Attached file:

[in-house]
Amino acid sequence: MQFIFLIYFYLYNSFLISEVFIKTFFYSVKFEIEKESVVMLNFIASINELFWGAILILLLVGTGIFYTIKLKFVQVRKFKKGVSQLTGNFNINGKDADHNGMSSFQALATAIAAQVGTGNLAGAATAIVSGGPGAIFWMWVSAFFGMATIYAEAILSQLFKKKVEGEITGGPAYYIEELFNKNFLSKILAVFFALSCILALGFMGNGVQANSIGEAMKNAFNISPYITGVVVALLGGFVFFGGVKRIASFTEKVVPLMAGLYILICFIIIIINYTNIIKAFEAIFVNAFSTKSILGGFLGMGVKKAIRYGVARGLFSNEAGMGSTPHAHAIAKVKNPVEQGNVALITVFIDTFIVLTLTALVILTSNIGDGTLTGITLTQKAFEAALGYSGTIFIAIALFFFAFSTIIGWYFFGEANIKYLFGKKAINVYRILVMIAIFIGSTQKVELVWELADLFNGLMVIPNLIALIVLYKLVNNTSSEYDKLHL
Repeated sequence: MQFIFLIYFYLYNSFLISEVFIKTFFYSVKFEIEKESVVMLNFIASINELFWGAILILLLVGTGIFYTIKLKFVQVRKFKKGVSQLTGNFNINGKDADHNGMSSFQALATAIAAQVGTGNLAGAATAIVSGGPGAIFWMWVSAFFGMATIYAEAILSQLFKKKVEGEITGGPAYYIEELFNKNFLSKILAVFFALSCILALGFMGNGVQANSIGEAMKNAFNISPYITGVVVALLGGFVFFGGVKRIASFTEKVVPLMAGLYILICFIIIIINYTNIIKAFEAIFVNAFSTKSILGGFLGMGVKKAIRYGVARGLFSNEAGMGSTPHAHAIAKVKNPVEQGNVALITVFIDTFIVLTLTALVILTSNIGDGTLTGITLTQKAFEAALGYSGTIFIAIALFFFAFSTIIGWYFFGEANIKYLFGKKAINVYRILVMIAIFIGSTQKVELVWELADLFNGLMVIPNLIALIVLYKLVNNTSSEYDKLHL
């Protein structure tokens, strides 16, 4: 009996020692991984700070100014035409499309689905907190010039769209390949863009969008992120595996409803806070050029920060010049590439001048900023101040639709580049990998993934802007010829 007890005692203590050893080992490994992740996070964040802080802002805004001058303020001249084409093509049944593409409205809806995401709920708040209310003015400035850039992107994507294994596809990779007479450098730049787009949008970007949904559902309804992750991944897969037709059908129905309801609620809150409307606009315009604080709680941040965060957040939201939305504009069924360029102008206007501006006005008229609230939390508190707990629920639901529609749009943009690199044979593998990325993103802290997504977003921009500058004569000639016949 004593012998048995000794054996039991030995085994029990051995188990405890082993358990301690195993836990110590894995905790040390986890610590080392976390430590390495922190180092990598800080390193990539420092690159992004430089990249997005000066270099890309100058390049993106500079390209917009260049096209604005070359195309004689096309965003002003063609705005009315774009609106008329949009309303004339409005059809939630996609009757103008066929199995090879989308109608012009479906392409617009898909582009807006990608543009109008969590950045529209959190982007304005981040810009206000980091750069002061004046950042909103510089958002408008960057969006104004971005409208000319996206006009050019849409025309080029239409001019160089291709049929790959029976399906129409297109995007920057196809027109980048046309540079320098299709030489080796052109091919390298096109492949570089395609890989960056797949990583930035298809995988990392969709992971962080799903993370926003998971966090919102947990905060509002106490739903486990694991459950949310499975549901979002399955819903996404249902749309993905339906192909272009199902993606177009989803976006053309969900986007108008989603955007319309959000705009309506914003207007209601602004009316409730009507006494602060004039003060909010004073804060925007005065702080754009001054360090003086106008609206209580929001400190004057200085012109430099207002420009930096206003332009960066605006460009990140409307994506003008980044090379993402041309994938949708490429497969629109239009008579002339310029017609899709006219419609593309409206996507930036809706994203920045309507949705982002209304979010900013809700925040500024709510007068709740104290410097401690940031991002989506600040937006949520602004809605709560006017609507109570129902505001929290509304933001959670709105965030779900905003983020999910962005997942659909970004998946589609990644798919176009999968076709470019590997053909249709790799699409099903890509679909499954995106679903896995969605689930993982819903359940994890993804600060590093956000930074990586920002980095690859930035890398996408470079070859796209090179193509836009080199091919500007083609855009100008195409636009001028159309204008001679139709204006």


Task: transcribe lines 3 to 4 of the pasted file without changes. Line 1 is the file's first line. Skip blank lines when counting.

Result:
Repeated sequence: MQFIFLIYFYLYNSFLISEVFIKTFFYSVKFEIEKESVVMLNFIASINELFWGAILILLLVGTGIFYTIKLKFVQVRKFKKGVSQLTGNFNINGKDADHNGMSSFQALATAIAAQVGTGNLAGAATAIVSGGPGAIFWMWVSAFFGMATIYAEAILSQLFKKKVEGEITGGPAYYIEELFNKNFLSKILAVFFALSCILALGFMGNGVQANSIGEAMKNAFNISPYITGVVVALLGGFVFFGGVKRIASFTEKVVPLMAGLYILICFIIIIINYTNIIKAFEAIFVNAFSTKSILGGFLGMGVKKAIRYGVARGLFSNEAGMGSTPHAHAIAKVKNPVEQGNVALITVFIDTFIVLTLTALVILTSNIGDGTLTGITLTQKAFEAALGYSGTIFIAIALFFFAFSTIIGWYFFGEANIKYLFGKKAINVYRILVMIAIFIGSTQKVELVWELADLFNGLMVIPNLIALIVLYKLVNNTSSEYDKLHL
């Protein structure tokens, strides 16, 4: 009996020692991984700070100014035409499309689905907190010039769209390949863009969008992120595996409803806070050029920060010049590439001048900023101040639709580049990998993934802007010829 007890005692203590050893080992490994992740996070964040802080802002805004001058303020001249084409093509049944593409409205809806995401709920708040209310003015400035850039992107994507294994596809990779007479450098730049787009949008970007949904559902309804992750991944897969037709059908129905309801609620809150409307606009315009604080709680941040965060957040939201939305504009069924360029102008206007501006006005008229609230939390508190707990629920639901529609749009943009690199044979593998990325993103802290997504977003921009500058004569000639016949 004593012998048995000794054996039991030995085994029990051995188990405890082993358990301690195993836990110590894995905790040390986890610590080392976390430590390495922190180092990598800080390193990539420092690159992004430089990249997005000066270099890309100058390049993106500079390209917009260049096209604005070359195309004689096309965003002003063609705005009315774009609106008329949009309303004339409005059809939630996609009757103008066929199995090879989308109608012009479906392409617009898909582009807006990608543009109008969590950045529209959190982007304005981040810009206000980091750069002061004046950042909103510089958002408008960057969006104004971005409208000319996206006009050019849409025309080029239409001019160089291709049929790959029976399906129409297109995007920057196809027109980048046309540079320098299709030489080796052109091919390298096109492949570089395609890989960056797949990583930035298809995988990392969709992971962080799903993370926003998971966090919102947990905060509002106490739903486990694991459950949310499975549901979002399955819903996404249902749309993905339906192909272009199902993606177009989803976006053309969900986007108008989603955007319309959000705009309506914003207007209601602004009316409730009507006494602060004039003060909010004073804060925007005065702080754009001054360090003086106008609206209580929001400190004057200085012109430099207002420009930096206003332009960066605006460009990140409307994506003008980044090379993402041309994938949708490429497969629109239009008579002339310029017609899709006219419609593309409206996507930036809706994203920045309507949705982002209304979010900013809700925040500024709510007068709740104290410097401690940031991002989506600040937006949520602004809605709560006017609507109570129902505001929290509304933001959670709105965030779900905003983020999910962005997942659909970004998946589609990644798919176009999968076709470019590997053909249709790799699409099903890509679909499954995106679903896995969605689930993982819903359940994890993804600060590093956000930074990586920002980095690859930035890398996408470079070859796209090179193509836009080199091919500007083609855009100008195409636009001028159309204008001679139709204006």